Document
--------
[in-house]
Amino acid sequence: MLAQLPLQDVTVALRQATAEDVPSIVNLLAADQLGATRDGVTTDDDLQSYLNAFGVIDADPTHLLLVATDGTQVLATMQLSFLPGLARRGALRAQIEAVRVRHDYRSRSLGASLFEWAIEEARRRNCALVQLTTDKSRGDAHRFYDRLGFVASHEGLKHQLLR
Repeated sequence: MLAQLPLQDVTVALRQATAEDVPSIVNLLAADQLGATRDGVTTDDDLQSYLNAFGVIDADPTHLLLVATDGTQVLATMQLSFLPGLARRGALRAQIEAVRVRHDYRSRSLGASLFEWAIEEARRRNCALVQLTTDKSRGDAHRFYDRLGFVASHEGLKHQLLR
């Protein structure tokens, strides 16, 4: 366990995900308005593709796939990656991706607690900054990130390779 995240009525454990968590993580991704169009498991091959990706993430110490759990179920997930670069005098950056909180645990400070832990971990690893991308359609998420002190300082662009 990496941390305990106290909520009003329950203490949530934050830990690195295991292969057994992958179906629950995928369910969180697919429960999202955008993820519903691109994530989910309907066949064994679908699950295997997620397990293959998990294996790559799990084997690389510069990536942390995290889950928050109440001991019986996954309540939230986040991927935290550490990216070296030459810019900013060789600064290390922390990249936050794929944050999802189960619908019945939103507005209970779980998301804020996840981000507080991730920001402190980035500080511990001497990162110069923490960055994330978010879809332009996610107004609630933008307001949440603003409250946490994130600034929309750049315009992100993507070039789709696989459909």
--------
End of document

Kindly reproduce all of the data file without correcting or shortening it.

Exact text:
[in-house]
Amino acid sequence: MLAQLPLQDVTVALRQATAEDVPSIVNLLAADQLGATRDGVTTDDDLQSYLNAFGVIDADPTHLLLVATDGTQVLATMQLSFLPGLARRGALRAQIEAVRVRHDYRSRSLGASLFEWAIEEARRRNCALVQLTTDKSRGDAHRFYDRLGFVASHEGLKHQLLR
Repeated sequence: MLAQLPLQDVTVALRQATAEDVPSIVNLLAADQLGATRDGVTTDDDLQSYLNAFGVIDADPTHLLLVATDGTQVLATMQLSFLPGLARRGALRAQIEAVRVRHDYRSRSLGASLFEWAIEEARRRNCALVQLTTDKSRGDAHRFYDRLGFVASHEGLKHQLLR
């Protein structure tokens, strides 16, 4: 366990995900308005593709796939990656991706607690900054990130390779 995240009525454990968590993580991704169009498991091959990706993430110490759990179920997930670069005098950056909180645990400070832990971990690893991308359609998420002190300082662009 990496941390305990106290909520009003329950203490949530934050830990690195295991292969057994992958179906629950995928369910969180697919429960999202955008993820519903691109994530989910309907066949064994679908699950295997997620397990293959998990294996790559799990084997690389510069990536942390995290889950928050109440001991019986996954309540939230986040991927935290550490990216070296030459810019900013060789600064290390922390990249936050794929944050999802189960619908019945939103507005209970779980998301804020996840981000507080991730920001402190980035500080511990001497990162110069923490960055994330978010879809332009996610107004609630933008307001949440603003409250946490994130600034929309750049315009992100993507070039789709696989459909």